The BLOG: Politics

The truth shall set us all free, Mr. President

I watched last night’s State of the Union address as I do each year; with a cautious optimism. I always wonder what, specifically, the President will choose to address, and, more pessimistically, I wonder if he will tell the truth. Last night’s speech was marred by convenient truths at best and doublespeak at worst.

The President spoke of the need for unity while simultaneously sowing more seeds of division. Throughout the speech, he referred to those who do not agree with his talking points as “cynics,” and “those who [tell] us to fear the future,” but later in his speech conceded that “Democracy … doesn’t work if we think the people who disagree with us are all motivated by malice, or that our political opponents are unpatriotic.” Can we have it both ways? Can those who disagree with us be labeled as cynical fear-mongers, yet their views be respected?

President Obama touted the successes of the Affordable Care Act — nearly 18 million people have gained coverage, health care inflation has slowed, jobs have been created — but neglected to mention that the Affordable Care Act has caused many to lose access to their doctor and has created economic difficulties for countless small businesses. The Affordable Care Act also has provisions that directly violate the consciences of many Americans. A few of the Little Sisters of the Poor, a Catholic religious order that serves the poor and the elderly, were in the audience last night as guests of Speaker Paul Ryan. The Little Sisters are currently in the throes of a federal lawsuit that threatens their work with the poor and the elderly. Shouldn’t their voices be heard?

President Obama claims that this progress we have seen has been the result of “working together,” and while we have made progress working together, not every decision has been made in this way. One of the most monumental changes in American society in 2015 was the legalization of same-sex marriage in all states. But that decision was not made “together,” it was made by the Supreme Court Justices, and it directly overturned the will of citizens of multiple states. Now, good, loving people whose faith teaches that marriage is a sacred institution between a man and a woman are seen as bigots, rather than as a group with a valid, but different, belief than that of the federal government in 2015.

Similarly, there was bipartisan support to cut federal funding from Planned Parenthood after the Center for Medical Progress released disturbing videos over the summer. President Obama vetoed the bill, even though it had gained bipartisan support. Yet, near the end of his speech, the President urged that we must, “stand up for others, especially the weak, especially the vulnerable, knowing that each of us is only here because somebody, somewhere, stood up for us.” Wouldn’t this seem to discourage federal funding for abortion?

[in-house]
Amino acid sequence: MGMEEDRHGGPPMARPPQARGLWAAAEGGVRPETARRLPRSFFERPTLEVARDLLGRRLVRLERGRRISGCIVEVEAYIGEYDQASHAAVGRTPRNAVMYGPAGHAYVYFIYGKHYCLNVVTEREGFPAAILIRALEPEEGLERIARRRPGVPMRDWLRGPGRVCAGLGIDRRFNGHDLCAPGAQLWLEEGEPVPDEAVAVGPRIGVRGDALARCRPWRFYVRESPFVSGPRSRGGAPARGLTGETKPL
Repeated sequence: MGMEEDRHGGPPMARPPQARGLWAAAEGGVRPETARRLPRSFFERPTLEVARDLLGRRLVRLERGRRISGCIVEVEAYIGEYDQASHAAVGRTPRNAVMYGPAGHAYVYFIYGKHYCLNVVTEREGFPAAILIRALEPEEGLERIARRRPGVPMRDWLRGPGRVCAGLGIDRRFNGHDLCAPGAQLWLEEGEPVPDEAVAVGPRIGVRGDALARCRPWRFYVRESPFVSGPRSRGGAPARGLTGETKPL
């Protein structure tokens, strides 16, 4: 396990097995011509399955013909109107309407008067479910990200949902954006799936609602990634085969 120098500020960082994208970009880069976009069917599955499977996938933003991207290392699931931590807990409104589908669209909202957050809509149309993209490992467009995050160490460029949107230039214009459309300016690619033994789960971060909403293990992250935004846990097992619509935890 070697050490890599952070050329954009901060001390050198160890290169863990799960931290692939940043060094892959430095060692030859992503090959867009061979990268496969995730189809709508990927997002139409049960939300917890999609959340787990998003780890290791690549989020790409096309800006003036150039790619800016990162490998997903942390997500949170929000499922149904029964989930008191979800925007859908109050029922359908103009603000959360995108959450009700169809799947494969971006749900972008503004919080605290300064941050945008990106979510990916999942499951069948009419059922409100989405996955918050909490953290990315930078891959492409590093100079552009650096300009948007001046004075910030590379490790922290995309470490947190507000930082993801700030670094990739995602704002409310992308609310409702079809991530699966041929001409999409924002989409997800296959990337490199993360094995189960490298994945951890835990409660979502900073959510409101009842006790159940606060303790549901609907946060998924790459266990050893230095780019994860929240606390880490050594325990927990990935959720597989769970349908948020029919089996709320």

I point out these misrepresentations of truth not to wag my finger at the President or to complain about his work over the last seven years. Rather, I write this to appeal to the one virtue that indeed can bring our country together — truth. It is something that must be nurtured across both sides of the aisle; all of us, no matter the political affiliation, need to be involved. As Governor Nikki Haley of South Carolina pointed out in her speech last night, Republicans, too, must accept that they “have played a role in how and why our government is broken.” President Obama is right — we do need to come together to adapt to life in these uncertain times.

Speeches are powerful — they can inspire, transform, change hearts. But such change can only be for the common good if the rhetoric is based in truth, even if that truth is something we would rather not hear. Lincoln indeed said, “the dogmas of the quiet past are inadequate to the stormy present,” but he also said, “I am a firm believer in the people. If given the truth, they can be depended upon to meet any national crisis. The great point is to bring them the real facts.”

Believe in the people, Mr. President. Tell the truth.

Jennifer Manning

Jennifer Manning

Jennifer Manning currently teaches Religious Studies at a private high school in the Boston area. She earned Masters degrees in Theology from Boston College and Yale, and she writes about religion,  morality, and popular culture. You can find her on Twitter @jmfmanning.

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